In her article titled ‘Nine Things I Wish I Knew Before I got Married’, writer Christine Kapaczewski states that no two couples are alike and, therefore, the same set of rules and advice do not always apply.
“Sure, you can look to your parents or a couple you admire for the occasional anecdote, but doing the exact same thing as another couple will never work out,” she explains.
Exception to the rule
However, there are exceptions to this principle.
For Michael Wawuyo, the exception is friendship. Finding a friend you can open up to about almost everything and anything is key.
“The one thing I don’t do these days is go for peoples’ wedding meetings and the reason is that most of the weddings today are pegged on wrong premises. That’s why marriages break up. People don’t distinguish between infatuation, lust love and friendship,” the veteran actor explains.
With infatuation, he argues that someone will look at a woman and admire, then could lust after her.
“You sleep with her and the next morning and you realise that you don’t feel anything special. And some confuse the combination of lust and infatuation for love, which begs the question, is the word love used in the right context when it comes to relationships? Friendship, to me, becomes the pillar or cornerstone of any relationship,” he adds.
Cynthia Mpanga, a publicist and communication specialist argues that friendship is the glue that binds any relationship because as you build a friendship, you horn very important aspects of any relationship. Aspects like respect, understanding someone deeply and respecting their values and principles whether or not you agree with them, tolerance, learn to compromise, accept your friend and also go the extra mile to be there for them.
“The bond built in a relationship is usually mutual and therefore the two persons involved reciprocate emotions and value that relationship. This isn’t always the case with falling in love where a man or woman pursues their object of interest relentlessly showering them with attention based on some seemingly deep feelings which of course won’t last” she adds.
To Philip Luswata, an academic and actor, rather than have a lover, he would rather have a friend as the most important ingredient for a good marriage partnership.
He observes that friendship doesn’t heap as much expectation on your plate as ‘lover-ship’ would.
“I believe it is easier to work at understanding your friend, to learn to accept their design (flaws and all), to appreciate them without the disabling ego trips,” he points out.
Be silly together
Artist Jack Sserunkuuma still mourns the friend and wife he lost recently. To him, the times spent laughing at what he describes as ‘nonsense’ with his wife Minah, were the best days of their marriage.
“We were great friends. She played stupid whenever I did something wrong and I would also smile at her wrong doings. We would say sorry in most cases not because we accepted that we were in the wrong but because either of us is a bit upset. We made sure to date each other every day.”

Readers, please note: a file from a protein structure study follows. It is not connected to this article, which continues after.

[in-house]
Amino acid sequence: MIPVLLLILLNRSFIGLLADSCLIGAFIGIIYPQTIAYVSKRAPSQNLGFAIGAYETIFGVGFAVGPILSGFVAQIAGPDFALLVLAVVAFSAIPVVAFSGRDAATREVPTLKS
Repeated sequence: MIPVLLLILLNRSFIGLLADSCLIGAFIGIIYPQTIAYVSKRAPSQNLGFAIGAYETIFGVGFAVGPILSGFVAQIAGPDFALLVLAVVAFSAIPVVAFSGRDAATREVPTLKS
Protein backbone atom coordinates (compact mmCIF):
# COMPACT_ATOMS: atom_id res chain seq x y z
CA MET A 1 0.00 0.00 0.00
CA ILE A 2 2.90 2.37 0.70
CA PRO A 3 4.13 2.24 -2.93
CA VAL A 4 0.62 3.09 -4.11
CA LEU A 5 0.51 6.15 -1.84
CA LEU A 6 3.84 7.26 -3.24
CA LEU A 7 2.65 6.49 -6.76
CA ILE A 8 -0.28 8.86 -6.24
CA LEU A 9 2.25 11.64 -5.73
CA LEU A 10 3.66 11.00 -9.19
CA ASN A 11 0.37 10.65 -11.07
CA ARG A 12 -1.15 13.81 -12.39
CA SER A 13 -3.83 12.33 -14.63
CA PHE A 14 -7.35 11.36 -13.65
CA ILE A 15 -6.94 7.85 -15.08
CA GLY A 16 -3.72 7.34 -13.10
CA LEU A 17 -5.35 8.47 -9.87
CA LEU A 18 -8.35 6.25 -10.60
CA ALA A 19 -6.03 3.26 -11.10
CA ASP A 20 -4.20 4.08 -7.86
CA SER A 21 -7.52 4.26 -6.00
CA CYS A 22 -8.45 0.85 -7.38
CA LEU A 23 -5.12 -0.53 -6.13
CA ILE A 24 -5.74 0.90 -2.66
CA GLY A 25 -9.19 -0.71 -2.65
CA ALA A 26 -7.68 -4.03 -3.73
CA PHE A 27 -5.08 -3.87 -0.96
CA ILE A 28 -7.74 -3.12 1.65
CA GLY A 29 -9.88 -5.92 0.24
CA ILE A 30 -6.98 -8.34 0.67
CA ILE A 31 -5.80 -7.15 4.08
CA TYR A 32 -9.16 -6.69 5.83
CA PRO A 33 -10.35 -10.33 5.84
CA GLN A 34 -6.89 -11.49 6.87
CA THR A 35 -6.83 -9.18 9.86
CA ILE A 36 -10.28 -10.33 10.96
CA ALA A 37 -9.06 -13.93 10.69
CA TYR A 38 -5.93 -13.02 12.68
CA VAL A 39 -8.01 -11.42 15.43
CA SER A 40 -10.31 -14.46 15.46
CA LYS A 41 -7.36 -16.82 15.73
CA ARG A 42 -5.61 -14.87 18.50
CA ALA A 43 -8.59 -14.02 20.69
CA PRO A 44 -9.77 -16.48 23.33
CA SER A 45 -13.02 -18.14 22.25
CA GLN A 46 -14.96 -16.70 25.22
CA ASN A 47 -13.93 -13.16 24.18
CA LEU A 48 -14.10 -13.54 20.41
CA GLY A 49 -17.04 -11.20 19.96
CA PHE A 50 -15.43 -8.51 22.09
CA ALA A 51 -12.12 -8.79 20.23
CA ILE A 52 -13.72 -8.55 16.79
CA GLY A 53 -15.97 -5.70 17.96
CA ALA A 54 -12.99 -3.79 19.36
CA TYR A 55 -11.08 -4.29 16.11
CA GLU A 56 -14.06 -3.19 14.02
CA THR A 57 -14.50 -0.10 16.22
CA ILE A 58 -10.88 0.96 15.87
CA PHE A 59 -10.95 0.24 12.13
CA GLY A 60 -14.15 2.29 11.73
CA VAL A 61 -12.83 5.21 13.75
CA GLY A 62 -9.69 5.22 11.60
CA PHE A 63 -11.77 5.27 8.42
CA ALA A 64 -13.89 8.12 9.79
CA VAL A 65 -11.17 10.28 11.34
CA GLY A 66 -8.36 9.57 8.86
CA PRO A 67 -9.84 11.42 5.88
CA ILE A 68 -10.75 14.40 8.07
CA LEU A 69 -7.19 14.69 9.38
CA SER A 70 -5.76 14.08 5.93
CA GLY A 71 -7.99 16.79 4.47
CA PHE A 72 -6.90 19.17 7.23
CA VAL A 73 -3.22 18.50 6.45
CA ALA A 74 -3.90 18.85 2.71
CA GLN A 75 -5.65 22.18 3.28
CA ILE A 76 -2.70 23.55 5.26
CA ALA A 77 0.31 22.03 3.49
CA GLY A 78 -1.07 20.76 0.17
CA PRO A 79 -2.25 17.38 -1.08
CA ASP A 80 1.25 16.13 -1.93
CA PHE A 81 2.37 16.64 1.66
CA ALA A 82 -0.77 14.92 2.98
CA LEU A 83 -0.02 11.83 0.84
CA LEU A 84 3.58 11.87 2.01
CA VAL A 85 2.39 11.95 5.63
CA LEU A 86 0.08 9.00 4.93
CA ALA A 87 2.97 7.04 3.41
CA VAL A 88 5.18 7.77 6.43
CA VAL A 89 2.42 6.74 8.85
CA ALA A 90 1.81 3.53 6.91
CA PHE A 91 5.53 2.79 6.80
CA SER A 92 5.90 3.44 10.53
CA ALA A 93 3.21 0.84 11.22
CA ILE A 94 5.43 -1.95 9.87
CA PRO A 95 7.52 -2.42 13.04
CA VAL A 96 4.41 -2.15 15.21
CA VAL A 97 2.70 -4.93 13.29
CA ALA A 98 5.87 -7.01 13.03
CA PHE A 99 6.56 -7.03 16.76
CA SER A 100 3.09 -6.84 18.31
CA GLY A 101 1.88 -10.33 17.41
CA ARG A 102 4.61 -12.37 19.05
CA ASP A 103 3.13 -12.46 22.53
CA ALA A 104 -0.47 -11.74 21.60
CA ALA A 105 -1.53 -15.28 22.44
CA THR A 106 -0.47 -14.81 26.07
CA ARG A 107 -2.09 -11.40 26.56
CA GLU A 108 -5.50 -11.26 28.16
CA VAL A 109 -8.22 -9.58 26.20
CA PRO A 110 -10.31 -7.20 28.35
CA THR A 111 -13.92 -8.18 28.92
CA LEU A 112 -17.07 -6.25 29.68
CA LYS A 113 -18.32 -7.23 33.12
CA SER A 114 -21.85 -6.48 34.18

He adds; “We also made sure that every conversation we were engaged in with anybody else never ended without mentioning each other’s name. That might be silly but it worked for us and I confidently say marry only your friends.”
Mpanga observes that as people, we are imperfect and come with baggage and weaknesses.
“As we grow and learn our friends we see them for who they truly are with unbiased lenses. They anger us but we forgive them over and over again whether or not they overcome that challenge/weakness and we devise ways of dealing with their shortfalls by either openly discussing them, helping them, or even tricking them to ensure they are the best versions of themselves.”
“Friends don’t judge each other or reveal their friends’ secrets and hang their dirty linen in public. Friendships take time and deep with a solid foundation. I personally would recommend if possible, everyone to endeavour to marry a friend and if not possible then they have to deliberately build a friendship in their relationship,” she advises.
Luswata further adds that whereas lovers might leech on each other emotionally, it is important to invest your emotions in your friend. As such, love seems subjective while friendship is objective.
“You can share dirty jokes with a friend, you will be ‘broke’ and not be shy to say it. If your wife or husband is not your friend, it is very likely that communication will be curtailed. You become very bad communicators. You start finding fault with each other,” Wawuyo further argues.
“All I know is that it takes two parties and no one can build a one-sided friendship. If the other person doesn’t see the value of another and doesn’t invest their time and effort to reciprocate the friendship then they are not worth walking life’s long journey with them because without a strong foundation, misery, misunderstandings and turmoil abide,” Mpanga concludes.
Why choose a friend
1. You are more yourself in the relationship.
2. You are familiar with each other’s bad side.
3. You are more or less aware of each other’s relationship histories.
4. Your fights and disagreements are less damaging.
5. The process of adjusting to your partner’s tastes is much smoother.
6. You see each other in true form.
7. You have way too many inside jokes that no one else understands.
8. You don’t have to call each other all the time to know that you have each other on the mind.
9. You can be totally honest with each other.
10. You connect at a much deeper level.